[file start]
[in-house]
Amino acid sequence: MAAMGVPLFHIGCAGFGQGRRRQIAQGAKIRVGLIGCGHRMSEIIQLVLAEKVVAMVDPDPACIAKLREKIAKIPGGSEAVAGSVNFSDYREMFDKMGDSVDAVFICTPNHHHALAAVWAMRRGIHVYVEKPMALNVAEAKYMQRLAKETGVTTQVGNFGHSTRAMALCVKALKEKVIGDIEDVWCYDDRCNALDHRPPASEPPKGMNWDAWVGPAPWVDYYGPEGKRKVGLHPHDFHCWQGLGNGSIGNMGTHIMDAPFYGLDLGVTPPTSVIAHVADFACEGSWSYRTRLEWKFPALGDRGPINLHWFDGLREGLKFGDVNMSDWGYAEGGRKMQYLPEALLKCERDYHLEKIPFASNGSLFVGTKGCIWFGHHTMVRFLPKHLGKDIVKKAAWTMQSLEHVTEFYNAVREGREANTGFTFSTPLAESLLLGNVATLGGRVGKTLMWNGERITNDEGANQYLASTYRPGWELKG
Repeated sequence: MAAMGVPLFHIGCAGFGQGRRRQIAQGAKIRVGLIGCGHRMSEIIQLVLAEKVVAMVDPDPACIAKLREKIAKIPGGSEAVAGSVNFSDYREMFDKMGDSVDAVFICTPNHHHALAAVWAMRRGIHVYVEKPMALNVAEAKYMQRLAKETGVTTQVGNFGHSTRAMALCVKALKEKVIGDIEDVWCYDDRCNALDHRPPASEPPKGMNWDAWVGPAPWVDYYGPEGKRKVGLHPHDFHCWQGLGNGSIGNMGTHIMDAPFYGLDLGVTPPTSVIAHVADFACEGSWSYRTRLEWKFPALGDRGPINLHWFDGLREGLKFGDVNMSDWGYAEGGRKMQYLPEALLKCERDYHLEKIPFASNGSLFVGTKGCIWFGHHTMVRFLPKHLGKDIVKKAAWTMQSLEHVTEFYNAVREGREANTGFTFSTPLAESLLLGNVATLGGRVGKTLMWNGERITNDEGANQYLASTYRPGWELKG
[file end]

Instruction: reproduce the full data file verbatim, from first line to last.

[in-house]
Amino acid sequence: MAAMGVPLFHIGCAGFGQGRRRQIAQGAKIRVGLIGCGHRMSEIIQLVLAEKVVAMVDPDPACIAKLREKIAKIPGGSEAVAGSVNFSDYREMFDKMGDSVDAVFICTPNHHHALAAVWAMRRGIHVYVEKPMALNVAEAKYMQRLAKETGVTTQVGNFGHSTRAMALCVKALKEKVIGDIEDVWCYDDRCNALDHRPPASEPPKGMNWDAWVGPAPWVDYYGPEGKRKVGLHPHDFHCWQGLGNGSIGNMGTHIMDAPFYGLDLGVTPPTSVIAHVADFACEGSWSYRTRLEWKFPALGDRGPINLHWFDGLREGLKFGDVNMSDWGYAEGGRKMQYLPEALLKCERDYHLEKIPFASNGSLFVGTKGCIWFGHHTMVRFLPKHLGKDIVKKAAWTMQSLEHVTEFYNAVREGREANTGFTFSTPLAESLLLGNVATLGGRVGKTLMWNGERITNDEGANQYLASTYRPGWELKG
Repeated sequence: MAAMGVPLFHIGCAGFGQGRRRQIAQGAKIRVGLIGCGHRMSEIIQLVLAEKVVAMVDPDPACIAKLREKIAKIPGGSEAVAGSVNFSDYREMFDKMGDSVDAVFICTPNHHHALAAVWAMRRGIHVYVEKPMALNVAEAKYMQRLAKETGVTTQVGNFGHSTRAMALCVKALKEKVIGDIEDVWCYDDRCNALDHRPPASEPPKGMNWDAWVGPAPWVDYYGPEGKRKVGLHPHDFHCWQGLGNGSIGNMGTHIMDAPFYGLDLGVTPPTSVIAHVADFACEGSWSYRTRLEWKFPALGDRGPINLHWFDGLREGLKFGDVNMSDWGYAEGGRKMQYLPEALLKCERDYHLEKIPFASNGSLFVGTKGCIWFGHHTMVRFLPKHLGKDIVKKAAWTMQSLEHVTEFYNAVREGREANTGFTFSTPLAESLLLGNVATLGGRVGKTLMWNGERITNDEGANQYLASTYRPGWELKG